GE Capital and AIG jump on too small to be too big to fail bandwagon after MetLife win

Billy Bambrough
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Logo of troubled insurer American Intern
AIG and GE Capital are both constrained by being branded as systemically important financial institutions (Source: Getty)

GE Capital has petitioned the US regulator to remove it from the list of financial institutions that are deemed too big to fail following a judge ruling in MetLife's favour yesterday.

GE claims that reducing its balance sheet by half and scaling back its links to other firms mean it should no longer qualify for the tag that intensifies regulatory scrutiny from the Federal Reserve.

Chief executive of GE Capital Keith Sherin said:

Our submission details the complete transformation of GE Capital. Our plan to change our business model, shrink the company and reduce our risk profile has been successful.

Meanwhile AIG could also apply for an exemption from the regulation, chief executive Peter Hancock said in an interview with CNBC.

Though Hancock said AIG was "reserving judgment" for now, adding "the whole world was somewhat surprised [by the MetLife ruling]."

AIG was forced to take a $182bn (£126bn) bailout from the US government in 2008 and was one of the main causes of companies other than banks being tagged as too big to fail.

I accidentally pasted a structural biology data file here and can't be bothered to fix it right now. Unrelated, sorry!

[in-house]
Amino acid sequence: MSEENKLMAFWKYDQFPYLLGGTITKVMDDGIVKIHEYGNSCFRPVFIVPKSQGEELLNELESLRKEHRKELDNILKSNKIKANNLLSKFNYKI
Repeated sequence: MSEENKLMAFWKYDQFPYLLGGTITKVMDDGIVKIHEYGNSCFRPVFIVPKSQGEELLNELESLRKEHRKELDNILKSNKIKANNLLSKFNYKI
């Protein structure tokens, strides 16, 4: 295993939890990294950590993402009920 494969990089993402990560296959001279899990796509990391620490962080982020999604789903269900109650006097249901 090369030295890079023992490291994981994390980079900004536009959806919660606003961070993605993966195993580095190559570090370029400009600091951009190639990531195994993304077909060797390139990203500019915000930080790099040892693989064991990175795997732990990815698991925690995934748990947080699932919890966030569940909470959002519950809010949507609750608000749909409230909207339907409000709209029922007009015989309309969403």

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GE Capital has been attempting to shake off the brand since April last year, halving its assets to $265bn (£184bn) from $549bn at the end of 2012.

GE Capital claims to have stopped lending to consumers in the US and cut down its real estate debt by 75 per cent to focus on its core business of technology and manufacturing.

It has also ended its real estate equity and reduced outstanding commercial paper by almost 90 per cent.

The financing arm of General Electric was added to the list of systemically important financial institutions (SIFIs) by the Financial Stability Oversight Council (FSOC) in 2013.

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Yesterday shares in US insurance giant MetLife surged after a judge overturned the government's decision that the company is a systemically important financial institution (SIFI).

Shares closed up by five per cent in New York. MetLife has been lobbying against the legislation for a year, though it could now be appealed by the government.

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